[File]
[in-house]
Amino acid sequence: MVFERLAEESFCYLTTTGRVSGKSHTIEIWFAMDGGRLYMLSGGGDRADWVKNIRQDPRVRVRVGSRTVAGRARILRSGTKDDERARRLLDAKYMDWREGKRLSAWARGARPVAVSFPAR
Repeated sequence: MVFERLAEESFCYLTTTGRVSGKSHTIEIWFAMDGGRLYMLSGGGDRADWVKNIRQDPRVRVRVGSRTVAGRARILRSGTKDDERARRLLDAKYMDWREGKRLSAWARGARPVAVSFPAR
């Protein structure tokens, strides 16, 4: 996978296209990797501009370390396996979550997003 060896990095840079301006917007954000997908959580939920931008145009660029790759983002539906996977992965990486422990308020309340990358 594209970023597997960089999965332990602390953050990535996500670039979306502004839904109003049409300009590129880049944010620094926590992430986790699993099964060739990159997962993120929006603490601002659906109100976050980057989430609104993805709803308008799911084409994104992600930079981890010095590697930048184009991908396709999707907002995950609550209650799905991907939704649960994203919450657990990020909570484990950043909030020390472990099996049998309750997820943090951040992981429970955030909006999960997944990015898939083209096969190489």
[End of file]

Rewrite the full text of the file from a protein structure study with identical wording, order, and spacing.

[in-house]
Amino acid sequence: MVFERLAEESFCYLTTTGRVSGKSHTIEIWFAMDGGRLYMLSGGGDRADWVKNIRQDPRVRVRVGSRTVAGRARILRSGTKDDERARRLLDAKYMDWREGKRLSAWARGARPVAVSFPAR
Repeated sequence: MVFERLAEESFCYLTTTGRVSGKSHTIEIWFAMDGGRLYMLSGGGDRADWVKNIRQDPRVRVRVGSRTVAGRARILRSGTKDDERARRLLDAKYMDWREGKRLSAWARGARPVAVSFPAR
């Protein structure tokens, strides 16, 4: 996978296209990797501009370390396996979550997003 060896990095840079301006917007954000997908959580939920931008145009660029790759983002539906996977992965990486422990308020309340990358 594209970023597997960089999965332990602390953050990535996500670039979306502004839904109003049409300009590129880049944010620094926590992430986790699993099964060739990159997962993120929006603490601002659906109100976050980057989430609104993805709803308008799911084409994104992600930079981890010095590697930048184009991908396709999707907002995950609550209650799905991907939704649960994203919450657990990020909570484990950043909030020390472990099996049998309750997820943090951040992981429970955030909006999960997944990015898939083209096969190489």